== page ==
For the past few months I’ve been taking photos using black and white film in my old 35mm SLR camera, more of which another time. When one uses a digital camera, the details of the camera and shot are embedded in the image as EXIF data, and can be viewed when uploaded to Flickr. I wanted to record some of this information for my film photos taken on film, but wasn’t sure how.
At first I just noted some details in the comments of each photo (in both iPhoto and on Flickr), eg:
50mm 1/60 f5.6
Kodak Tri-X 400
Which is better than nothing, but is pretty ugly. And, these days, plain text feels rather dead and not a useful way of storing such information. Only a dumb old text search would find me all the photos shot with a certain lens or film, for example.
A year ago Paul Mison wrote about extracting EXIF data from his Flickr photos and putting them into Flickr machine tags, those ugly computer-readable tags that associate other kinds of information with photos.
It made sense to add the information I wanted to store into machine tags. It would have to be manual, but that’s not too hard, given how much time I already spend on applying metadata these days. I copied the kinds of tags Paul was generating and added them to my own photos:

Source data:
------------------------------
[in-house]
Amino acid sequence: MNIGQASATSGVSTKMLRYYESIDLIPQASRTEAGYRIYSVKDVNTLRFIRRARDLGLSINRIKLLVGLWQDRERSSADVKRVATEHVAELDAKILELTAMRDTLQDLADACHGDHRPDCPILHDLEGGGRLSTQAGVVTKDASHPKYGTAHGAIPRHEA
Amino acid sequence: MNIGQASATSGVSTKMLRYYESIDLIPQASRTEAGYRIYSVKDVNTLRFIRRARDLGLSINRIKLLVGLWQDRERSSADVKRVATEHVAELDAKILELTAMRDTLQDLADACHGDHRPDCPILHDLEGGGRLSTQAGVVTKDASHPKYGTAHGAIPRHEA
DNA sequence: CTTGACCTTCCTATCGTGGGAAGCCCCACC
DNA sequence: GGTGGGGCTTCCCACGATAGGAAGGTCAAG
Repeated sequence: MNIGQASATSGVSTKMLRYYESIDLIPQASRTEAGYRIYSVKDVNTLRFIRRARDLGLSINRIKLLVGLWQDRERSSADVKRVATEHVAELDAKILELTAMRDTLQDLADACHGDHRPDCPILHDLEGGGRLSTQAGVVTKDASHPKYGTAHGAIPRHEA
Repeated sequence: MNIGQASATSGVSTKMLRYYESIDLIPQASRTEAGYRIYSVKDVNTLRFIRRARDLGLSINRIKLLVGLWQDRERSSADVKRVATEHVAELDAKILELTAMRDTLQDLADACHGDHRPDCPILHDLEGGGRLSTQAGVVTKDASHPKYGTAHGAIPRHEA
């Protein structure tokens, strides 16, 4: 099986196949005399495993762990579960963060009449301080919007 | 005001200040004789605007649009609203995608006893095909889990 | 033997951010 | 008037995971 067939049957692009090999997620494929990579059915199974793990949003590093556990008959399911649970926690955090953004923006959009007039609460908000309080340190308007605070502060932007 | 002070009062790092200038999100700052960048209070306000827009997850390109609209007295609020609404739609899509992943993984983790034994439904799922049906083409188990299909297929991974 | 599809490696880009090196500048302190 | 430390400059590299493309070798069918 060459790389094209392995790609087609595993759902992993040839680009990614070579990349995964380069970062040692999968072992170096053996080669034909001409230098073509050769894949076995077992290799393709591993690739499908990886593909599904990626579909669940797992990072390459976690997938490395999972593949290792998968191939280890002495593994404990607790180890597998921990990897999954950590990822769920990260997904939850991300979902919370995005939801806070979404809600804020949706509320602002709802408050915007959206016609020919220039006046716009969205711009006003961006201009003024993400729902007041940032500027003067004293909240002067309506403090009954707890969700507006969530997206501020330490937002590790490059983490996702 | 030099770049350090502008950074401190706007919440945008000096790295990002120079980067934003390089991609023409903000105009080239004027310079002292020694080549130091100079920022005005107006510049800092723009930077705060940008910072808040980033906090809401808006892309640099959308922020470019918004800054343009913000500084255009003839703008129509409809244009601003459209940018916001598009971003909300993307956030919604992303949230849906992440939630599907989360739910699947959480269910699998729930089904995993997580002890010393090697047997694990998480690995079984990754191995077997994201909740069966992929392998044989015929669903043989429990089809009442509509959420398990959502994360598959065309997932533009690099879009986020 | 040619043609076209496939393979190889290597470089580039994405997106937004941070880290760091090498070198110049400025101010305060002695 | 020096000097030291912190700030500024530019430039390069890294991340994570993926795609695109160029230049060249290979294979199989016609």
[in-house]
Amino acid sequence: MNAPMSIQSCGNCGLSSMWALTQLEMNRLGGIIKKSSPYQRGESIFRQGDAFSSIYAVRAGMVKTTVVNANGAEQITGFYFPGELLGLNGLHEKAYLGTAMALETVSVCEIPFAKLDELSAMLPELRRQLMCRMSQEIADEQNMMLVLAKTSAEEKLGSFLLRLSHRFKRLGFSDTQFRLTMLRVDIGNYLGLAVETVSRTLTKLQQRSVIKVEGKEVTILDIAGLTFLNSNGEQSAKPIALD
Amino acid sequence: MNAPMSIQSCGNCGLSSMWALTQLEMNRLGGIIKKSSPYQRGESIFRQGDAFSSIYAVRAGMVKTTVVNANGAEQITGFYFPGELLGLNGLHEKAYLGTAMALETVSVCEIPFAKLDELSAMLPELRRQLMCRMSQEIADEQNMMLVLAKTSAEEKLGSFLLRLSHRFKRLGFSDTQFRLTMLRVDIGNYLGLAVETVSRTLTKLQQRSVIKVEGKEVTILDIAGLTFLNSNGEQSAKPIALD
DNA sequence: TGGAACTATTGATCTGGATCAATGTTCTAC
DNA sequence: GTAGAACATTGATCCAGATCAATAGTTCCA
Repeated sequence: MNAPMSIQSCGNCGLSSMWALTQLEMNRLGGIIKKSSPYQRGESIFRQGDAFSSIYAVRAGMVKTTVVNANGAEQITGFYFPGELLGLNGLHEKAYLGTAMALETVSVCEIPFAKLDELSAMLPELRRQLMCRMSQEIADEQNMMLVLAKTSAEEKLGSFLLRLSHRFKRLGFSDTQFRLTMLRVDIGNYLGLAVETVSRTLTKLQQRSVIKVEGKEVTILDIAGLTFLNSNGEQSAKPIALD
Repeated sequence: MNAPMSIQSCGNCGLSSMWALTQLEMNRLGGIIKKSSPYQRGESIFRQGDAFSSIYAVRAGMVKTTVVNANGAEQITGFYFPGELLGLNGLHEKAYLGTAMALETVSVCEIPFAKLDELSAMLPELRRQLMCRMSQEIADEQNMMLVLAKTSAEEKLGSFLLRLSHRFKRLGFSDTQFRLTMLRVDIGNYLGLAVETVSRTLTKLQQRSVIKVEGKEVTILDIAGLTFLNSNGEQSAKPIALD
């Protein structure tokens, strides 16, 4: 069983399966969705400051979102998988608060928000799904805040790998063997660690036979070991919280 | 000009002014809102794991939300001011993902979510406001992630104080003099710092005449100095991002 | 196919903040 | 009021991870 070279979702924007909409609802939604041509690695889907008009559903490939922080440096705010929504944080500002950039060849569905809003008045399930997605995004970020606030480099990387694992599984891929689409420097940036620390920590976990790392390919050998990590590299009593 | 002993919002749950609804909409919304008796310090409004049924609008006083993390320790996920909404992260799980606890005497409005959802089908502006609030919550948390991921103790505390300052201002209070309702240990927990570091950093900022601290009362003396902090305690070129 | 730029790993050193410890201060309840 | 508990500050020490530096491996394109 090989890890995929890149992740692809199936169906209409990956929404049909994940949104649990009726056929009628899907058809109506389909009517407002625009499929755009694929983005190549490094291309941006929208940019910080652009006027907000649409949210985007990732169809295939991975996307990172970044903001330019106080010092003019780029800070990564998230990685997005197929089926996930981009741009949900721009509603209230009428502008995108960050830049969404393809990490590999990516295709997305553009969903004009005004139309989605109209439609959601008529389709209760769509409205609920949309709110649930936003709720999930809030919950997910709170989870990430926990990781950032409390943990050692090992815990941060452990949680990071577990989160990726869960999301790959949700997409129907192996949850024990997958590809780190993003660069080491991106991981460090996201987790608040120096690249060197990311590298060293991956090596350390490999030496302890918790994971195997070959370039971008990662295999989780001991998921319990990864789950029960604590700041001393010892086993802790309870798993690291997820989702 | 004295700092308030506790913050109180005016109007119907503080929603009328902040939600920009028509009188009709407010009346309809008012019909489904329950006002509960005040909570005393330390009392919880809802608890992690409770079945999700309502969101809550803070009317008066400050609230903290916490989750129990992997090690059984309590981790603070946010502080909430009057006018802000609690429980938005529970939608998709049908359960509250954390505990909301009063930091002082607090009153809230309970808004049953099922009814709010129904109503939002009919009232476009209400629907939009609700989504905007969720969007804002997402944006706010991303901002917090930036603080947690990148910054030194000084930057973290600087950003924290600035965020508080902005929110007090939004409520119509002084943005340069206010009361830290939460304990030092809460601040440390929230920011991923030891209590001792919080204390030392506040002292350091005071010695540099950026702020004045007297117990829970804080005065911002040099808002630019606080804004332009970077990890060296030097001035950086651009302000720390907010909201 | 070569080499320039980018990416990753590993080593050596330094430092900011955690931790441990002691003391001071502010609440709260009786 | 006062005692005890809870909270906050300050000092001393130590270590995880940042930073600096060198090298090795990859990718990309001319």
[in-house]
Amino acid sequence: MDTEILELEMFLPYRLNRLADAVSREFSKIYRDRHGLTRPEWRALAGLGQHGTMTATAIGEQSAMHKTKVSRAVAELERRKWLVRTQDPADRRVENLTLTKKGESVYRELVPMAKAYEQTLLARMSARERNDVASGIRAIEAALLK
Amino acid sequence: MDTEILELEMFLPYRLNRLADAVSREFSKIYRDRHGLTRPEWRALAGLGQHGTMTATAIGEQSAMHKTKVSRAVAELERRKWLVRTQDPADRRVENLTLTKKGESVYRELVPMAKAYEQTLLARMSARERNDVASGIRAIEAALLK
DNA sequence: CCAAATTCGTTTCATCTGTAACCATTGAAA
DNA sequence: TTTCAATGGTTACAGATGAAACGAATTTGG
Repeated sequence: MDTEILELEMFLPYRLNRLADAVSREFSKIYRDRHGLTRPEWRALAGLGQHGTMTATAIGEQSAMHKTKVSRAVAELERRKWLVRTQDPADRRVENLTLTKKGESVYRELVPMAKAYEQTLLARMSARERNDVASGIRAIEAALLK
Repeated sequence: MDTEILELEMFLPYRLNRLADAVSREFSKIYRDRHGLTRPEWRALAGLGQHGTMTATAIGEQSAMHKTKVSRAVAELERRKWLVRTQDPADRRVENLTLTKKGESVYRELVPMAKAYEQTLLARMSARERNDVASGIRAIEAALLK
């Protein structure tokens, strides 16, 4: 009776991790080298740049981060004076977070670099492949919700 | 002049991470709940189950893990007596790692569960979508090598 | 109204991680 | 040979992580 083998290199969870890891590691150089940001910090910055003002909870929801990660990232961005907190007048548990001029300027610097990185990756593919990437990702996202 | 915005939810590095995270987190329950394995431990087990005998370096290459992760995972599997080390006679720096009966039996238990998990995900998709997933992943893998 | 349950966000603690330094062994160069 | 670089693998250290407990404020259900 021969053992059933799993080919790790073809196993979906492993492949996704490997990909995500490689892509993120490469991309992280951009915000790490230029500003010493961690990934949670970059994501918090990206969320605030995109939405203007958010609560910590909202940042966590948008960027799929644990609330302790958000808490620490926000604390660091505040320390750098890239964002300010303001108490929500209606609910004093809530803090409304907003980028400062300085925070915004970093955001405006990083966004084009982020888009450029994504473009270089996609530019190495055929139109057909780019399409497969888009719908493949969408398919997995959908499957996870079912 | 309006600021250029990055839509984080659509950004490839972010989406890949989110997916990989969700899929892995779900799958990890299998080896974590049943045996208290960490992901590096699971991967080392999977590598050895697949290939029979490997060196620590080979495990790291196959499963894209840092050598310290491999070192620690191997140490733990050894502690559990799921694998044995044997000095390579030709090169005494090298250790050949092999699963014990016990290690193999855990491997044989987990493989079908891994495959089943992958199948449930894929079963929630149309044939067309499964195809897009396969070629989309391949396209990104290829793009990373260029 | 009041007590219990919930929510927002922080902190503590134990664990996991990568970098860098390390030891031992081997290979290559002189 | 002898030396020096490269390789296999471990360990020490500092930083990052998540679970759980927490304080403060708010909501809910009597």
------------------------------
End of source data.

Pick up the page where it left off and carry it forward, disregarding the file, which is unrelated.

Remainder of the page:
camera:make=pentax camera:model=k1000 film:brand=kodak film:iso=400 film:name=kodak tri-x lens:focal_length=50mm lens:lenstag=pentax 50mm f/1.7 lens:make=pentax lens:min_aperture=f/1.7
But this doesn’t cover information about the individual shot — shutter speed and aperture. I chatted with Paul and looked round his machine tag browser but there didn’t seem to be much widespread use of what I wanted. So I made up my own tags for this purpose:
photo:aperture=f/5.6 photo:shutter_speed=1/60 sec
Looking at the latter URL, which has translated “1/15 sec” into “115sec”, I can see there will be a conflict with any long exposures measured in whole seconds. Maybe there’s a better format to use?
Anyway, just thought I’d write that up in case anyone else was wondering the same thing, and also wanted to simply copy someone else’s method.